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Feed The Birds June 4, 2019

Posted by nrhatch in Animals, Happiness, Home & Garden.
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Unlike most bird feeders that can be filled with seeds, hummingbird feeders are specially made for a hummingbird’s diet.  They contain a mock nectar solution that can easily be made at home.

Here’s the recipe:

  • Fill a 1-cup measuring cup to 200 milliliters with water.
  • Heat the cup in the microwave for 90 seconds.
  • Add sugar to the heated water until the contents of the measuring cup hit 250 milliliters.
  • Stir the cup’s contents until the sugar dissolves completely.
  • Let the solution fully cool.
  • Pour the sugary drink into the hummingbird feeder.

It’s really that simple.

Other recipes may call for honey or red food dye, but Bell, a staff scientist at the Smithsonian Environmental Research Center’s Microbial Ecology Lab and an avid bird watcher, strongly recommends against these additions, as they could cause health issues for the tiny birds.

Aah . . . that’s simple syrup!

To read more:  Feeders Help Hungry Hummingbirds (Shorelines)

Comments»

1. Jill Weatherholt - June 4, 2019

Derek has perfected his recipe…our hummies love it. I was sad to see James lose last night. Emma better not be a one win wonder!

nrhatch - June 4, 2019

I thought of you while posting this ~ how many hummers are humming about your yard this year?

I am sad to see James leave without breaking Ken Jennings’ record. So close! You’ve got a point about Emma. Let’s hope she is a “contender!”

L. Marie - June 5, 2019

When I saw this post, I immediately thought of you, Jill!

Jill Weatherholt - June 5, 2019

That makes me happy. When I got home from work today, I saw a male and female hummie doing the most beautiful courtship dance next to the feeder…talk about a stress reliever. 🙂

nrhatch - June 5, 2019

Dancing hummingbirds ~> AWESOME!

2. Rivergirl - June 4, 2019

It always amazes me when I see multiple birds at a feeder. We have veritable hummer wars with territorial birds.

nrhatch - June 4, 2019

The same thing happens in Florida when too many “snowbirds” are competing at an All You Can Eat buffet. 😛

Rivergirl - June 4, 2019

National Geographic should send a team in to film that!

nrhatch - June 4, 2019

Haha! I should film the feeding frenzy and share the laughs!

3. Jill Weatherholt - June 4, 2019

The action was slow to start, but it’s picking up a bit. We still haven’t put out a second feeder yet. If Emma loses tonight, I’ll be furious! 🙂

nrhatch - June 4, 2019

Me too, Jill! I will have a few “choice words” for her if she doesn’t win at least 3 times.

4. Tippy Gnu - June 4, 2019

My wife uses a recipe similar to that, for our hummingbird feeder. The dye doesn’t seem necessary, and she stopped using it. It’s only real value is to help tell from a distance how much syrup is left. Our hummingbirds get into sword fights over the feeder. They’re fun to watch.

nrhatch - June 4, 2019

En guarde!
Step away from ze feeder or I’ll run through you with my sword!

You can’t catch me . . . I’m the Gingerbread Throated Hummer!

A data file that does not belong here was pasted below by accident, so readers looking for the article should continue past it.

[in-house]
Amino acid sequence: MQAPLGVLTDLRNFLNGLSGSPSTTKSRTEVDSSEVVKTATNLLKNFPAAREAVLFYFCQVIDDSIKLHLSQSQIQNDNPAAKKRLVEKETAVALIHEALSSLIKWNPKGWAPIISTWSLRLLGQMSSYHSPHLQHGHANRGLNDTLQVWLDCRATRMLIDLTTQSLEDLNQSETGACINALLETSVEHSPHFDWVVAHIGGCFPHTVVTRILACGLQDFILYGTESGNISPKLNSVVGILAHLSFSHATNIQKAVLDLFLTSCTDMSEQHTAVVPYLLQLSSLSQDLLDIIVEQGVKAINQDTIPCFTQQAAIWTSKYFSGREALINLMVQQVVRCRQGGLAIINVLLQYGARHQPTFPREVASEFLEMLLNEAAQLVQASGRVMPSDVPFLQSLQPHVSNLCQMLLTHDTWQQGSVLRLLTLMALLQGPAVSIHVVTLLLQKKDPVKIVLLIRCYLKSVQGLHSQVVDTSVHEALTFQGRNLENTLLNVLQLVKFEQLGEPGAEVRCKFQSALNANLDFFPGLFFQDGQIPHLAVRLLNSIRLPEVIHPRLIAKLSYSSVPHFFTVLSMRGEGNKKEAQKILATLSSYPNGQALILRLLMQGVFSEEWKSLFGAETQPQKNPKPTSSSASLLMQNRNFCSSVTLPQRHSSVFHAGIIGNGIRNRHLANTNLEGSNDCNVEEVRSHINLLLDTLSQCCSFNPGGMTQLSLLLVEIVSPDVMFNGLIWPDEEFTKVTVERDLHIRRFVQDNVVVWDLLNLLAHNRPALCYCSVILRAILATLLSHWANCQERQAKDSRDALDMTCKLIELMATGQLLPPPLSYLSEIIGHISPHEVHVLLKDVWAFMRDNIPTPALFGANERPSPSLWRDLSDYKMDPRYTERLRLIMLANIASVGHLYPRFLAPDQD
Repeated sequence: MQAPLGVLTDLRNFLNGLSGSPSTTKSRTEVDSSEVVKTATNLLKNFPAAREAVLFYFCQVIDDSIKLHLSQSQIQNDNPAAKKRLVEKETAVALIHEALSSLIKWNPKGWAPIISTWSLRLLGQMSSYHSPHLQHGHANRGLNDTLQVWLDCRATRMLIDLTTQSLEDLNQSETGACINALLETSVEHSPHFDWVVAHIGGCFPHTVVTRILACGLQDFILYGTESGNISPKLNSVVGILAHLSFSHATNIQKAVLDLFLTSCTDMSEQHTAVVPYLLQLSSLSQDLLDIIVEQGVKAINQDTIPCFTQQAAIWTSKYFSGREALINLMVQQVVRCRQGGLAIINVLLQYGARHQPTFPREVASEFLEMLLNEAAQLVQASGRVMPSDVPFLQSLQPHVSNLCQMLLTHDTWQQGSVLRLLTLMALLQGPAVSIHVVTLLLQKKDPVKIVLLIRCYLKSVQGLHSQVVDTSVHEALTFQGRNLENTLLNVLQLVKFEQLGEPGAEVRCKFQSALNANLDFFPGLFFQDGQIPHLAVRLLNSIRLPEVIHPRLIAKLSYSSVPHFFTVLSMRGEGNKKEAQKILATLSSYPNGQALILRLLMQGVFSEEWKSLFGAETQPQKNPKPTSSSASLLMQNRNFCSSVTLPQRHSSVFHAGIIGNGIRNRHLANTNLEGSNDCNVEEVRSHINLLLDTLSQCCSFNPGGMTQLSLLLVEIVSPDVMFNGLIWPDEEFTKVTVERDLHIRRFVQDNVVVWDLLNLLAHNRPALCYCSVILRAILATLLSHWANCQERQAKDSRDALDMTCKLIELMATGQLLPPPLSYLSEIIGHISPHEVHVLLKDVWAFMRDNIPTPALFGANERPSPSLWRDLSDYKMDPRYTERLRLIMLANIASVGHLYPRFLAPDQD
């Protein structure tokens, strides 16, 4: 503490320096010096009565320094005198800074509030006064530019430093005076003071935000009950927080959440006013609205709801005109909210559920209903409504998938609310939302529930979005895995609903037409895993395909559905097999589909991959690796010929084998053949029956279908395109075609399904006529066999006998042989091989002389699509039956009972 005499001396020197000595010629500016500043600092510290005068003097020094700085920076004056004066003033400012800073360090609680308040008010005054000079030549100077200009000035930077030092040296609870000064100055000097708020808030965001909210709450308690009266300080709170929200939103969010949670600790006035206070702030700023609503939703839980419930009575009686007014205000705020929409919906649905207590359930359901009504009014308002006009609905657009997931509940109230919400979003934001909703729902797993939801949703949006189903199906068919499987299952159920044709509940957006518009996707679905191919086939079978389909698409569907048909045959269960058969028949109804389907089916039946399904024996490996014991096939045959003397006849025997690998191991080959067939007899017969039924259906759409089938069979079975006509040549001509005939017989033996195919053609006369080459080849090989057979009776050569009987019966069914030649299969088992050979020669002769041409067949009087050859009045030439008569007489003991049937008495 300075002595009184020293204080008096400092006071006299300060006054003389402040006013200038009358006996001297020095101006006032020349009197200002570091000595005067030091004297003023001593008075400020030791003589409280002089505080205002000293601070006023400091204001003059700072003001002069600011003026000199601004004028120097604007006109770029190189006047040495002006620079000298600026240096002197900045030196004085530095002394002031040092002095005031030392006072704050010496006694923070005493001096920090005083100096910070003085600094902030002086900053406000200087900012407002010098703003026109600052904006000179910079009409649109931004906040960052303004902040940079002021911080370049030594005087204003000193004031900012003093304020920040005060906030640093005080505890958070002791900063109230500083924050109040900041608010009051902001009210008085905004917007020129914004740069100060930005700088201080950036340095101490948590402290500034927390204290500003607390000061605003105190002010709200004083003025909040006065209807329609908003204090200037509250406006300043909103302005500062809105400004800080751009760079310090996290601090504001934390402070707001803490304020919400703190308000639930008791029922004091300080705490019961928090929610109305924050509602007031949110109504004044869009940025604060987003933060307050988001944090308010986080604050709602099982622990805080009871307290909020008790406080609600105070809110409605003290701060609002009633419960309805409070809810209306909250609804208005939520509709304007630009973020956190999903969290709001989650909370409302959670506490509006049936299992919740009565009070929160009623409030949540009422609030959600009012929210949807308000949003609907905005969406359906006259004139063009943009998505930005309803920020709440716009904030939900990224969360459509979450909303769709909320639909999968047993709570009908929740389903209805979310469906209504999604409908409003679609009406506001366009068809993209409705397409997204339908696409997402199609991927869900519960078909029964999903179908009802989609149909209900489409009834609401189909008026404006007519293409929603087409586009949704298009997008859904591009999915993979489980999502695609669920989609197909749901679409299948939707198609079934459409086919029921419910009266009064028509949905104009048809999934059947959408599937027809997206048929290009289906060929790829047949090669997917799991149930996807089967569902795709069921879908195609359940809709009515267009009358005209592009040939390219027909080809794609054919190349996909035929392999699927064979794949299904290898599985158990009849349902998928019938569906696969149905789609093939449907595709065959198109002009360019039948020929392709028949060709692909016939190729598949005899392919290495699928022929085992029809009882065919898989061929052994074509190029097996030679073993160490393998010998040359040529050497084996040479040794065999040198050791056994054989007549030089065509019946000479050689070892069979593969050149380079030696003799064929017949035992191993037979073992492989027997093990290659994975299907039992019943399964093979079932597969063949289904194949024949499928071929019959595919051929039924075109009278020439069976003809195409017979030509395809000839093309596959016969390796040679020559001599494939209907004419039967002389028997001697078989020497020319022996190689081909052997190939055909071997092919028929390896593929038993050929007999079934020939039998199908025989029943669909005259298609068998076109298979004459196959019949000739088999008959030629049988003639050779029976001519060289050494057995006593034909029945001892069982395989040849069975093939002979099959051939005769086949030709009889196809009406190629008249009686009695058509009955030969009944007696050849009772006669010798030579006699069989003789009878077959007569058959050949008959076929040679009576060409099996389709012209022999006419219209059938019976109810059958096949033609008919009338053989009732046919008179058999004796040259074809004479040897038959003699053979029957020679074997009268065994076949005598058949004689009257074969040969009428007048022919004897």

Tippy Gnu - June 4, 2019

Just watch out for the Needle-Nosed Eye Poker. They’re the most dangerous of all hummers.

nrhatch - June 4, 2019

I bet! The ruby-throated hummers are quaking and shaking all the way down to their toesies!

5. anotherday2paradise - June 4, 2019

Sweet! 😃

nrhatch - June 4, 2019

So much fun to watch. The video is charming.

6. L. Marie - June 5, 2019

I need to put out a feeder. Some friends have a feeder. It’s so lovely to see the hummingbirds come from out of nowhere!

nrhatch - June 5, 2019

We’re not allowed to put out feeders because our neighborhood is a bird sanctuary. That seems counter-intuitive, but most birds do find plenty to eat here and there are lots of colorful flowers with nectar for the hummingbirds.

BUT . . . I miss having a hummingbird feeder on the deck. Should I be sneaky and try to fly under the HOA’s radar??? 😛

7. Val Boyko - June 5, 2019

They certainly enjoy it around here! Thanks Nancy 😎

nrhatch - June 5, 2019

I like Simple Syrup too ~> in my Mint Julep! 😉

8. Sam D.C.C. - June 6, 2019

I was just reading about the danger to hummingbirds with improper solutions the other day! So this is great!

nrhatch - June 6, 2019

Here’s to our fine feathered friends!

Sam D.C.C. - June 6, 2019

🐦🐦🐦

9. Debra - June 7, 2019

I make my nectar on the stove, but this is helpful, Nancy! I’m more than happy to use the microwave. I have so many hummingbirds to feed this becomes a chore, quite frankly. LOL!

nrhatch - June 7, 2019

They have voracious appetites and hardy metabolisms for such wee beasties!

10. Behind the Story - June 7, 2019

This past week I was staying with my daughter’s in-laws. As Roz was preparing the mock nectar for her hummingbird feeder, she remarked that hummingbirds also need protein, which they get from the insects they eat. That was news to me.

nrhatch - June 8, 2019

The hummingbird feeder we had in MD often attracted sugar ants ~ wonder if sugar ants are an attractive source of protein for hummers?

Still no luck commenting on your blog, Nicki. Just know I’ll still enjoy your posts . . . in “Read Only” mode. 😀


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